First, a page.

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Murkowski Announces Expansion of Program to Help Nation’s Wounded Warriors

JBER Selected for Healing Arts Program


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ANCHORAGE, AK – U.S. Senator Lisa Murkowski (R-AK) today announced that Joint Base Elmendorf-Richardson (JBER) has been selected as a new site to offer creative art therapy for service members, veterans, and their families. The program, the Military Healing Arts, is a partnership between the National Endowment for the Arts (NEA) and the Department of Defense (DoD) to support arts and health in the military. It is designed to help our nation’s wounded and injured service members and their families in their transition into civilian life.

 

“When the discussion began about where to offer this partnership, Alaska and JBER immediately came to mind. JBER provides support to all Alaska service members - including our guard, reserve, and veteran populations - and is the top Traumatic Brain Injury clinic for USAF staff. We also have an incredibly strong, vibrant arts community in Alaska that is active and eager to help our veterans improve treatment outcomes and their quality of life,” said Senator Murkowski.

 

As Chairman of the Interior-Environment Appropriations Subcommittee, Murkowski secured $2.4 million in Fiscal Year 2016 in order to expand this partnership to five locations around the country including not only JBER but also Camp Pendleton, Camp Lejeune, Fort Hood, and the Madigan Army Center. As NEA and DoD visited each site being considered for a potential expansion, JBER stood out because of the population it serves, its state of the art facilities, the expertise of its staff, and the engagement of the local community and Alaska State Council on the Arts.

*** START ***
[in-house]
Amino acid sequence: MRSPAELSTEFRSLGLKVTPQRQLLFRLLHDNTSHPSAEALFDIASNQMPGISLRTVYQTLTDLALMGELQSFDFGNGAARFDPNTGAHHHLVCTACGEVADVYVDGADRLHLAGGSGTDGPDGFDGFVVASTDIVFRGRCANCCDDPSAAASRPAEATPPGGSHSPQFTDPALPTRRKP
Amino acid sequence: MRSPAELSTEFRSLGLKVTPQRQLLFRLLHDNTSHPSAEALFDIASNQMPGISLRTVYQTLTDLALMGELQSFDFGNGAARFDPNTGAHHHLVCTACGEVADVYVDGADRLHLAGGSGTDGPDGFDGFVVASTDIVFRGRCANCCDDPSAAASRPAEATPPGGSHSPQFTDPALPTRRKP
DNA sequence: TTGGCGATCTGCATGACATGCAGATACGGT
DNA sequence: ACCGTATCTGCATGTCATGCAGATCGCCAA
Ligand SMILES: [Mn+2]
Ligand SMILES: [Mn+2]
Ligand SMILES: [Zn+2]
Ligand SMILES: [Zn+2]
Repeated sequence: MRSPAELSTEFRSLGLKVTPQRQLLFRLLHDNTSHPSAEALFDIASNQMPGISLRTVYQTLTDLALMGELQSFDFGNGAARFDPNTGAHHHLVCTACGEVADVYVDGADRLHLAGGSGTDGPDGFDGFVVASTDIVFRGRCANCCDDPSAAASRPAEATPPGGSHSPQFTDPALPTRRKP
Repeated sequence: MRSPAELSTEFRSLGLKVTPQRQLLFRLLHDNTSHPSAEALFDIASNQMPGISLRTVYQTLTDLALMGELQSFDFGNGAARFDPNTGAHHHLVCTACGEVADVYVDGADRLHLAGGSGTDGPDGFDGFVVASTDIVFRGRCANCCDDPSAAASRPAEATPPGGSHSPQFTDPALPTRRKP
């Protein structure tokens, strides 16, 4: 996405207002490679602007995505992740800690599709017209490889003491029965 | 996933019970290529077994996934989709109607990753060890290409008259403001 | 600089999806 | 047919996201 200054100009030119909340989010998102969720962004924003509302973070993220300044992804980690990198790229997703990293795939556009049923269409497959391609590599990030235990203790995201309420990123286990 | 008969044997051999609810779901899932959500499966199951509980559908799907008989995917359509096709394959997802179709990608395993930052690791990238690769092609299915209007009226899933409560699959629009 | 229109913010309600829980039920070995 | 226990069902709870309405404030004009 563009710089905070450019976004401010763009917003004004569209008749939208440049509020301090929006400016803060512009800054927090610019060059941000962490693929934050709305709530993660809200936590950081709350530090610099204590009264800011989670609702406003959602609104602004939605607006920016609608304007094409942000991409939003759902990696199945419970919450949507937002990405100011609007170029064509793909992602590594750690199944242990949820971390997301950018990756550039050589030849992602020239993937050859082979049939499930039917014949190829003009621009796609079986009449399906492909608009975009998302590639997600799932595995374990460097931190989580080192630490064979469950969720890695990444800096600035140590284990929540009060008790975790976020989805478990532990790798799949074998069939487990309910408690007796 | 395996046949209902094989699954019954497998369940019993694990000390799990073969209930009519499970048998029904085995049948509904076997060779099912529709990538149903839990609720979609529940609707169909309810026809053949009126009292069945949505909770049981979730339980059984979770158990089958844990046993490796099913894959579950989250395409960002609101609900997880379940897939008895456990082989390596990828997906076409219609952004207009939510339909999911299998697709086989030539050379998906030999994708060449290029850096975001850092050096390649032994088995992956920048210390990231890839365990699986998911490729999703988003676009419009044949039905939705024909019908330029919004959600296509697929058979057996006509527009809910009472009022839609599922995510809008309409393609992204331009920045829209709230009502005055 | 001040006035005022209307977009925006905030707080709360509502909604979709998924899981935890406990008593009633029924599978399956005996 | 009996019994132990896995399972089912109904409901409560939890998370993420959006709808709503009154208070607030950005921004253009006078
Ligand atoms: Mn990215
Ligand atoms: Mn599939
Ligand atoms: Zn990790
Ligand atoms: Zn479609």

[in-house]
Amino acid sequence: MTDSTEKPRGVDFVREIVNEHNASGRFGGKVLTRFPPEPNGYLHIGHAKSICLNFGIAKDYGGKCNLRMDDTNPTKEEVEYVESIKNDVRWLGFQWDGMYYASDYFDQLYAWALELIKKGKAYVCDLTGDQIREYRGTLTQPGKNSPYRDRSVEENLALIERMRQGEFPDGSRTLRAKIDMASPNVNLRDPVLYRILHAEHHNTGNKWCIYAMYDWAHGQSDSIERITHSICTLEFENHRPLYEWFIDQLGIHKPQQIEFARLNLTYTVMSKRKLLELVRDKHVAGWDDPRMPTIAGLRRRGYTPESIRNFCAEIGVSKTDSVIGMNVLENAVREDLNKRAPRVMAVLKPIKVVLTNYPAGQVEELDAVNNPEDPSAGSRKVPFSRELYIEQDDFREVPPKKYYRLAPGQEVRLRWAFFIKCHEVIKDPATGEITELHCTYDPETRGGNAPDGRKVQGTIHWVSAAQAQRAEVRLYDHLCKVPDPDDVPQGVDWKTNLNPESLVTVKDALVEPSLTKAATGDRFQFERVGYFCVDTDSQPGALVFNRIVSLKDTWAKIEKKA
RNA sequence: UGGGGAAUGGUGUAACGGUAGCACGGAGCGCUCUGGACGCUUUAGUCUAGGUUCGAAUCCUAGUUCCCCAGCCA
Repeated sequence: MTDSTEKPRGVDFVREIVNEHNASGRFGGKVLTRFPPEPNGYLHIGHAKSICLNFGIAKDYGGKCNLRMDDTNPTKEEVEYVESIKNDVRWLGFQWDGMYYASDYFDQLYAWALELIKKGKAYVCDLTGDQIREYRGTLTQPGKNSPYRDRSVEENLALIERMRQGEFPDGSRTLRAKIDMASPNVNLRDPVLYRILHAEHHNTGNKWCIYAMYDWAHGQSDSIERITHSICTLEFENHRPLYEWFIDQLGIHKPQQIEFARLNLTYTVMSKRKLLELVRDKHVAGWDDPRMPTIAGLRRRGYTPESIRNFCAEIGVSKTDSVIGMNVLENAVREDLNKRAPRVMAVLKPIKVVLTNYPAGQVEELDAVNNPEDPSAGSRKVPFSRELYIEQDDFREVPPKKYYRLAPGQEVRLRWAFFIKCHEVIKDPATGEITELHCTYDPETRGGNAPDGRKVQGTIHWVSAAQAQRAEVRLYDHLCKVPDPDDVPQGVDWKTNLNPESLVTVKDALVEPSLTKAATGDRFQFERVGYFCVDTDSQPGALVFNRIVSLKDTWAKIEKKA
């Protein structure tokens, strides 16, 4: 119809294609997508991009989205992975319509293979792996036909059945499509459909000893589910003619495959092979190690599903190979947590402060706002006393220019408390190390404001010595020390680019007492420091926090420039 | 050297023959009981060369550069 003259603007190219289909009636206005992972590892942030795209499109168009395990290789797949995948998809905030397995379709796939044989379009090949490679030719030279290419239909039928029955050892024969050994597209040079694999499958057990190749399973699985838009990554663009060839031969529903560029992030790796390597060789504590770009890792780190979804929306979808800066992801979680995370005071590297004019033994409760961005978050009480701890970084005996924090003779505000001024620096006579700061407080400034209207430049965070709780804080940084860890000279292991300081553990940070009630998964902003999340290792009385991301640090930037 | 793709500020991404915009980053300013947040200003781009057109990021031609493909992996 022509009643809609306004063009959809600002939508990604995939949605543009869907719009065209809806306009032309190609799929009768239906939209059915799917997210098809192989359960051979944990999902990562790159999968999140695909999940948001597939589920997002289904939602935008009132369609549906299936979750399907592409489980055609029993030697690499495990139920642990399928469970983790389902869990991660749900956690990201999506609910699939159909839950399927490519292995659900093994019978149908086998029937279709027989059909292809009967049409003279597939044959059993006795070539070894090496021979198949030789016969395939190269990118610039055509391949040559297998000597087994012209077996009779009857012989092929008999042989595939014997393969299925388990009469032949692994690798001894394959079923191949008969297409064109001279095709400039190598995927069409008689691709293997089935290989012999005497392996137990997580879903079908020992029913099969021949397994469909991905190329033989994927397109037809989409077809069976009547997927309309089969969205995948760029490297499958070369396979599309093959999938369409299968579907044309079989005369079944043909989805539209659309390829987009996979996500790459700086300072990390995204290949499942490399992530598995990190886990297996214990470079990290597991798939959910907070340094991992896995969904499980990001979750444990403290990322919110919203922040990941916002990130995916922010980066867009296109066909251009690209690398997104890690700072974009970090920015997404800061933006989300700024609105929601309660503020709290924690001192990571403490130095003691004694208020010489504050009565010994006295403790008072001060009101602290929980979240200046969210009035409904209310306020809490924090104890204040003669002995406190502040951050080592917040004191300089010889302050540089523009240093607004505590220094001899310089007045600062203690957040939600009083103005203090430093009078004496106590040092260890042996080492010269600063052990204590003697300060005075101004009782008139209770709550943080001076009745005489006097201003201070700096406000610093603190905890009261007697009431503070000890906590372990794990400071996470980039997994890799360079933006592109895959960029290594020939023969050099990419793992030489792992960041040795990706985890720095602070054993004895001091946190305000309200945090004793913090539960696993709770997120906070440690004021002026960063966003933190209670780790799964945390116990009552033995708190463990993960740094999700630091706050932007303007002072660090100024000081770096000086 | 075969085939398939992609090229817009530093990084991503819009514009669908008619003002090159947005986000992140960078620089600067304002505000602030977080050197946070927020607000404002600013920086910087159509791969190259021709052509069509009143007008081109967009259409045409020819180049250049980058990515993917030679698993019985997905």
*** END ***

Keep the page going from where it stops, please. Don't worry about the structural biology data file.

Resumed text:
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(Murkowski announces Military Healing Arts is coming to JBER)

 

“I thank all of the organizations who made it possible to expand this important program to JBER. Members of our military have emotional scars that are not easily visible, but still need extensive care. While there are many barriers we must overcome to ensure those who need care receive it, we cannot lose sight of how important it is to broaden access to programs that are proving beneficial to the treatment of our service members, veterans, and their families," said Murkowski.

 

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(Sen. Murkowski speaks to Col. Yates, 673rd Medical Group Commander and Saunders McNeill of Alaska State Council on the Arts)

 

The Military Healing Arts program focuses on two main components of art therapy that can help enhance overall care: the clinical setting and community engagement.

 

  •          Clinical settings: The clinical setting for the program provides the multidisciplinary approach, integrating art therapists with healthcare professionals to create individual treatment plans that proved successful at the other locations. NEA funding helps provide the staffing of credentialed art therapists (including but not limited to music, art, and writing) to help with program support at the selected locations.
     
  •          Community: Community programs are designed to help connect military populations with art providers and locations that exist in communities where they live. NEA will work with the network of state, local, and regional art agencies along with service organizations to develop strategies to make these connections.

 

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